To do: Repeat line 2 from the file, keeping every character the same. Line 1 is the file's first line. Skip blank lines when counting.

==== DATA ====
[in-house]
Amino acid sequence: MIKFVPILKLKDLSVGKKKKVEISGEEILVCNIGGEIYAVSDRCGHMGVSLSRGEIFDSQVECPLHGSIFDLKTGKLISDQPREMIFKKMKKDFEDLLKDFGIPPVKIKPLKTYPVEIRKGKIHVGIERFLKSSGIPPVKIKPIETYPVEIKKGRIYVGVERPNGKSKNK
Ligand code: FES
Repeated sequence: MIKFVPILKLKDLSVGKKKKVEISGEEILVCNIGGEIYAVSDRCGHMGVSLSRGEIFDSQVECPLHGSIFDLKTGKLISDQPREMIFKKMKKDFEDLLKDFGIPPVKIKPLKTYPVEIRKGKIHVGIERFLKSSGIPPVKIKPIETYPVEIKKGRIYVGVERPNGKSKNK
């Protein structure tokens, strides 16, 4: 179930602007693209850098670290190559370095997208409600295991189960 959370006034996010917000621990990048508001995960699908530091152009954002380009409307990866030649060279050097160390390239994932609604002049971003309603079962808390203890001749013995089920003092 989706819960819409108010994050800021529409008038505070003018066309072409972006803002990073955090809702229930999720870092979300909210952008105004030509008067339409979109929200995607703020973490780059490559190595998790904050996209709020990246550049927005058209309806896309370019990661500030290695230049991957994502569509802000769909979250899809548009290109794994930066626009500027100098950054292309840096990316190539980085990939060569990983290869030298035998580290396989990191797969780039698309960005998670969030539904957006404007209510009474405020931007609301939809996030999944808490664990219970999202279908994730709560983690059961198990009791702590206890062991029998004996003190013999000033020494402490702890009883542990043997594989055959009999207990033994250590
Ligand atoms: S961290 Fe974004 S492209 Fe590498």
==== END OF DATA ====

Amino acid sequence: MIKFVPILKLKDLSVGKKKKVEISGEEILVCNIGGEIYAVSDRCGHMGVSLSRGEIFDSQVECPLHGSIFDLKTGKLISDQPREMIFKKMKKDFEDLLKDFGIPPVKIKPLKTYPVEIRKGKIHVGIERFLKSSGIPPVKIKPIETYPVEIKKGRIYVGVERPNGKSKNK